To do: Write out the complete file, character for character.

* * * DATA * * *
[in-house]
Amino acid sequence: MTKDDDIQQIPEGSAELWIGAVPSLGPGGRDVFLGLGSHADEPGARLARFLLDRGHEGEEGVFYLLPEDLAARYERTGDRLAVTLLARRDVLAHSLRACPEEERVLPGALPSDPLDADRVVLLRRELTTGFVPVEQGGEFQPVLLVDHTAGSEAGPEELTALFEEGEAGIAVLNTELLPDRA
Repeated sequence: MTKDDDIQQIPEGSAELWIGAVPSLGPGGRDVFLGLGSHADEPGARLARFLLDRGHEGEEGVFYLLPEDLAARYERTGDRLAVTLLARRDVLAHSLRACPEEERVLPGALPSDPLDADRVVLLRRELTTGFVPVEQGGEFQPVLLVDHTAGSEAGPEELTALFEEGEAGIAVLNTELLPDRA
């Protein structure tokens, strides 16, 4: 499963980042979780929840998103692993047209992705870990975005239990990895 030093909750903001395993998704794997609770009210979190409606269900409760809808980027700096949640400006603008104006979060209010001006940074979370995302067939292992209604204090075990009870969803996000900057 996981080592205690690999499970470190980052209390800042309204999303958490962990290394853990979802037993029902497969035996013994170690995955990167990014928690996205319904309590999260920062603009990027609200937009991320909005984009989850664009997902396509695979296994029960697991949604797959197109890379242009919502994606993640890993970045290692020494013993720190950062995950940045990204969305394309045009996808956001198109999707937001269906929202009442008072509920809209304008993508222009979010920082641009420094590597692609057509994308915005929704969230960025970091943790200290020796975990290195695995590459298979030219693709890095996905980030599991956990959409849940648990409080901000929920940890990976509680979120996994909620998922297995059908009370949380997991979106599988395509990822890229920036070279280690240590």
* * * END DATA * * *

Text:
[in-house]
Amino acid sequence: MTKDDDIQQIPEGSAELWIGAVPSLGPGGRDVFLGLGSHADEPGARLARFLLDRGHEGEEGVFYLLPEDLAARYERTGDRLAVTLLARRDVLAHSLRACPEEERVLPGALPSDPLDADRVVLLRRELTTGFVPVEQGGEFQPVLLVDHTAGSEAGPEELTALFEEGEAGIAVLNTELLPDRA
Repeated sequence: MTKDDDIQQIPEGSAELWIGAVPSLGPGGRDVFLGLGSHADEPGARLARFLLDRGHEGEEGVFYLLPEDLAARYERTGDRLAVTLLARRDVLAHSLRACPEEERVLPGALPSDPLDADRVVLLRRELTTGFVPVEQGGEFQPVLLVDHTAGSEAGPEELTALFEEGEAGIAVLNTELLPDRA
């Protein structure tokens, strides 16, 4: 499963980042979780929840998103692993047209992705870990975005239990990895 030093909750903001395993998704794997609770009210979190409606269900409760809808980027700096949640400006603008104006979060209010001006940074979370995302067939292992209604204090075990009870969803996000900057 996981080592205690690999499970470190980052209390800042309204999303958490962990290394853990979802037993029902497969035996013994170690995955990167990014928690996205319904309590999260920062603009990027609200937009991320909005984009989850664009997902396509695979296994029960697991949604797959197109890379242009919502994606993640890993970045290692020494013993720190950062995950940045990204969305394309045009996808956001198109999707937001269906929202009442008072509920809209304008993508222009979010920082641009420094590597692609057509994308915005929704969230960025970091943790200290020796975990290195695995590459298979030219693709890095996905980030599991956990959409849940648990409080901000929920940890990976509680979120996994909620998922297995059908009370949380997991979106599988395509990822890229920036070279280690240590």